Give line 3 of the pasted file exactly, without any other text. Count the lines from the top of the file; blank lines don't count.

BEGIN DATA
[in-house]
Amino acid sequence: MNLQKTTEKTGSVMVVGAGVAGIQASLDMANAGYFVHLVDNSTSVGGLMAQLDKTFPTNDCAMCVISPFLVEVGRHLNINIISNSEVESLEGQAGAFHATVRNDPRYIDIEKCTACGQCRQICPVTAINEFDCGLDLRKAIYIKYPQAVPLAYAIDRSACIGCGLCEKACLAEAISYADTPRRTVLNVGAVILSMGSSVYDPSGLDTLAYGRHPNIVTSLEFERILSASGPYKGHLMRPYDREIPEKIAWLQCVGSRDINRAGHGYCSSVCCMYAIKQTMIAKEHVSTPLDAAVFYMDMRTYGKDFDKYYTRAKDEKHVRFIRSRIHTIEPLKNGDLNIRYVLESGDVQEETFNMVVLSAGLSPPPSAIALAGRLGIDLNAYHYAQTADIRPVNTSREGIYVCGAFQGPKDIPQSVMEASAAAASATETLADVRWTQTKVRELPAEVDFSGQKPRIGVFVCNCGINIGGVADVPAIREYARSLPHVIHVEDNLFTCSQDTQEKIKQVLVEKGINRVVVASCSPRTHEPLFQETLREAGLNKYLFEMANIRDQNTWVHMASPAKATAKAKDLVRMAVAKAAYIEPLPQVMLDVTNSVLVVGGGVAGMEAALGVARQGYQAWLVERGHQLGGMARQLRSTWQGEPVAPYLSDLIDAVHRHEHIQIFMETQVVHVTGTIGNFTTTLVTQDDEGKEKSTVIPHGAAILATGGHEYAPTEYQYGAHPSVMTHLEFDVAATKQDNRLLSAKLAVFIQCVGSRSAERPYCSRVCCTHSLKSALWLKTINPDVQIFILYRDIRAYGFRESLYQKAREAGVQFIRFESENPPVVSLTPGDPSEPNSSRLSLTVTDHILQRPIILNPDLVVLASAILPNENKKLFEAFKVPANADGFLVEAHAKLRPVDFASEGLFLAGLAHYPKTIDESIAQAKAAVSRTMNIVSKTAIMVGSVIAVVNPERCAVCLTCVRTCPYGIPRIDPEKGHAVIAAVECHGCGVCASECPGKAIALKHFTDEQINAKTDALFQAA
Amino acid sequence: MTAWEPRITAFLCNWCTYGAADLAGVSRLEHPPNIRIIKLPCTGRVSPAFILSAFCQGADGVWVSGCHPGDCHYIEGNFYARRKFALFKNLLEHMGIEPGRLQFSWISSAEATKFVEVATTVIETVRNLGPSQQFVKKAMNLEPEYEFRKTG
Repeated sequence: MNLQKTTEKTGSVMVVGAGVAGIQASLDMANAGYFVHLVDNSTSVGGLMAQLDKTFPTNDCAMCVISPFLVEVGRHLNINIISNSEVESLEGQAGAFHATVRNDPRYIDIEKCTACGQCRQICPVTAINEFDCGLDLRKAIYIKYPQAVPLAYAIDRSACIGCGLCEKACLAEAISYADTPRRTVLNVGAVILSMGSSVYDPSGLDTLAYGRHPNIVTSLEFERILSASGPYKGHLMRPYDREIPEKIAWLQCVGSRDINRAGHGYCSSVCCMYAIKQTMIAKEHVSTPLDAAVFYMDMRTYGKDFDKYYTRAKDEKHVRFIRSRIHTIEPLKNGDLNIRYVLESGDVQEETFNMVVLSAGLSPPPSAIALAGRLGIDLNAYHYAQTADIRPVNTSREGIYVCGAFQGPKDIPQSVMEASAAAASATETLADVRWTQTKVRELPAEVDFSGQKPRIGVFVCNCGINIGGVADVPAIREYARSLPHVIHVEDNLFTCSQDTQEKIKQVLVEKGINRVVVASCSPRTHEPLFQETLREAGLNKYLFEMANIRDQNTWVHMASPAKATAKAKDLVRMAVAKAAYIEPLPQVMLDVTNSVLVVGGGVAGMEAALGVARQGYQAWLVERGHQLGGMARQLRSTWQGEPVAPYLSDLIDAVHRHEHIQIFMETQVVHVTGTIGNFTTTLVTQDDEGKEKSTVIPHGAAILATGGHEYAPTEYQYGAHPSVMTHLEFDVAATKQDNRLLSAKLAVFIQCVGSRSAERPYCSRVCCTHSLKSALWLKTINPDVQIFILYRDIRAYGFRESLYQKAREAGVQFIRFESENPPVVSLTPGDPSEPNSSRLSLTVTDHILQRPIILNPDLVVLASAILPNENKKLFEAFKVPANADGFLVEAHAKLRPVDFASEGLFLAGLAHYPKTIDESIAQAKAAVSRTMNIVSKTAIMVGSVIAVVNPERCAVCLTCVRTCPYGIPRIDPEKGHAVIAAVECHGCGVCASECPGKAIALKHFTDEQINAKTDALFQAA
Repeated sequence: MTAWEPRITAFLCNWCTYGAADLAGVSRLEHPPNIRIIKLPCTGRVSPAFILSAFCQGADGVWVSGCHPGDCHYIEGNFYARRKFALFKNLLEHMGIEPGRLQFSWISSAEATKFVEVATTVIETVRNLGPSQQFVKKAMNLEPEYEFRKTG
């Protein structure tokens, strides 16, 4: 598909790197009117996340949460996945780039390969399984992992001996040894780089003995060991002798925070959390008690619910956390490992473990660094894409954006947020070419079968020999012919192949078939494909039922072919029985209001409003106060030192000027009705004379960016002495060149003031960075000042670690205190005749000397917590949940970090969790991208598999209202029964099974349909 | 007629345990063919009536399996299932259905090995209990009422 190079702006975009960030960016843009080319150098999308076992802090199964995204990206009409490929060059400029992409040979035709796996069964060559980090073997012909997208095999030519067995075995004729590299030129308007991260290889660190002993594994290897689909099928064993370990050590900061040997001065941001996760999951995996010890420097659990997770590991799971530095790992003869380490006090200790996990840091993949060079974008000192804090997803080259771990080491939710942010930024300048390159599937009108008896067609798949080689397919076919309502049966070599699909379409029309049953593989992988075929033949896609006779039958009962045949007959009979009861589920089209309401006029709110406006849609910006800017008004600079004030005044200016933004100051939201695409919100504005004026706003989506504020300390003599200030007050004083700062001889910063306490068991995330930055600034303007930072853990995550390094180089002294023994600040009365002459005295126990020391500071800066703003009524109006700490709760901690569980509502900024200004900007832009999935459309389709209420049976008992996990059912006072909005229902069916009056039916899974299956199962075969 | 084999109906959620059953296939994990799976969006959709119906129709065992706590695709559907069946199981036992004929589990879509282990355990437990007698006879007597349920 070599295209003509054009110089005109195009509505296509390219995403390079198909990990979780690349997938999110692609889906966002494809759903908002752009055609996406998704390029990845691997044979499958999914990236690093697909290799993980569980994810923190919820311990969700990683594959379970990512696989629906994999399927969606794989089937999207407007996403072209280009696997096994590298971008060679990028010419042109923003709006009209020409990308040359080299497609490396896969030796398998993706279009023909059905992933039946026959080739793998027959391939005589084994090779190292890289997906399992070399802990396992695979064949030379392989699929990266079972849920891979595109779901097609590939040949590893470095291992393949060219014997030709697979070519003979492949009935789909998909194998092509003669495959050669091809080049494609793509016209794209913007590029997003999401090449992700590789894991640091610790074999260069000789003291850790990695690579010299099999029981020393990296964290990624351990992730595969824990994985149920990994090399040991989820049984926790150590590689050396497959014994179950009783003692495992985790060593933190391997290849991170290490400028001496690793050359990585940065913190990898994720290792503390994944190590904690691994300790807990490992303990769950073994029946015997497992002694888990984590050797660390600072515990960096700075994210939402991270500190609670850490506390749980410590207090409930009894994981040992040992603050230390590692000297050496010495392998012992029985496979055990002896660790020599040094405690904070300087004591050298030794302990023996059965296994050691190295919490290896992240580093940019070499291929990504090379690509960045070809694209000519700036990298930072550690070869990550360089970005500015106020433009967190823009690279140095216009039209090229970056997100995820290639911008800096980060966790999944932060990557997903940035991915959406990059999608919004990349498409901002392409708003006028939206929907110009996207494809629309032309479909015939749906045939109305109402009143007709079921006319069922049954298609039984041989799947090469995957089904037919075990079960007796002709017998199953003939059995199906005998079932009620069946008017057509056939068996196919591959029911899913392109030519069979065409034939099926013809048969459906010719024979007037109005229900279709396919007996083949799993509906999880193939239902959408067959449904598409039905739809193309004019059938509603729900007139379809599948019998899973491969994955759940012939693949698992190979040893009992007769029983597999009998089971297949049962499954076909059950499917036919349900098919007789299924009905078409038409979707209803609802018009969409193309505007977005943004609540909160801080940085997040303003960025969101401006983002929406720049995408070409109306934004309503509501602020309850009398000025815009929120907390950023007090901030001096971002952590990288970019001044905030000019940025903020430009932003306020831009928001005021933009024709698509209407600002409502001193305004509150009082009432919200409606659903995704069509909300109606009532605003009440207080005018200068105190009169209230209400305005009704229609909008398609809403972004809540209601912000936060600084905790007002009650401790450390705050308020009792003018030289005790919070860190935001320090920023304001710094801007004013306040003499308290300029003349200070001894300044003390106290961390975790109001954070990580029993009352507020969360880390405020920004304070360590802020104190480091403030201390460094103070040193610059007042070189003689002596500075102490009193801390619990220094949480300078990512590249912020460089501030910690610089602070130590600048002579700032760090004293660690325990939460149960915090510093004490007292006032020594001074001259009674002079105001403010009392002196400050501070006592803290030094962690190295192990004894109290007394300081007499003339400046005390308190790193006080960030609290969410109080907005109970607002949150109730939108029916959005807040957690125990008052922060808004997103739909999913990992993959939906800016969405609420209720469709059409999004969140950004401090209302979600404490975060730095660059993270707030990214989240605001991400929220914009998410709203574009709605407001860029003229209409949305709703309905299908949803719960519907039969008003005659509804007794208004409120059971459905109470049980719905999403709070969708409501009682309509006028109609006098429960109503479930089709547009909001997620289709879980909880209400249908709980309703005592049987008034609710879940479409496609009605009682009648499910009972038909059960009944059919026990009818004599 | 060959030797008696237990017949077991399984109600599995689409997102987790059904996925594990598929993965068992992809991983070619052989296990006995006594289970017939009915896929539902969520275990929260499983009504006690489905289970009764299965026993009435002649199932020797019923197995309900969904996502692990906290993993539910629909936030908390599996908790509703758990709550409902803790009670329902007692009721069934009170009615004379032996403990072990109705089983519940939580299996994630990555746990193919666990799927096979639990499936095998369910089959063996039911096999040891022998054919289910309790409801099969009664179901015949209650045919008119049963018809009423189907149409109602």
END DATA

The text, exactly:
Amino acid sequence: MTAWEPRITAFLCNWCTYGAADLAGVSRLEHPPNIRIIKLPCTGRVSPAFILSAFCQGADGVWVSGCHPGDCHYIEGNFYARRKFALFKNLLEHMGIEPGRLQFSWISSAEATKFVEVATTVIETVRNLGPSQQFVKKAMNLEPEYEFRKTG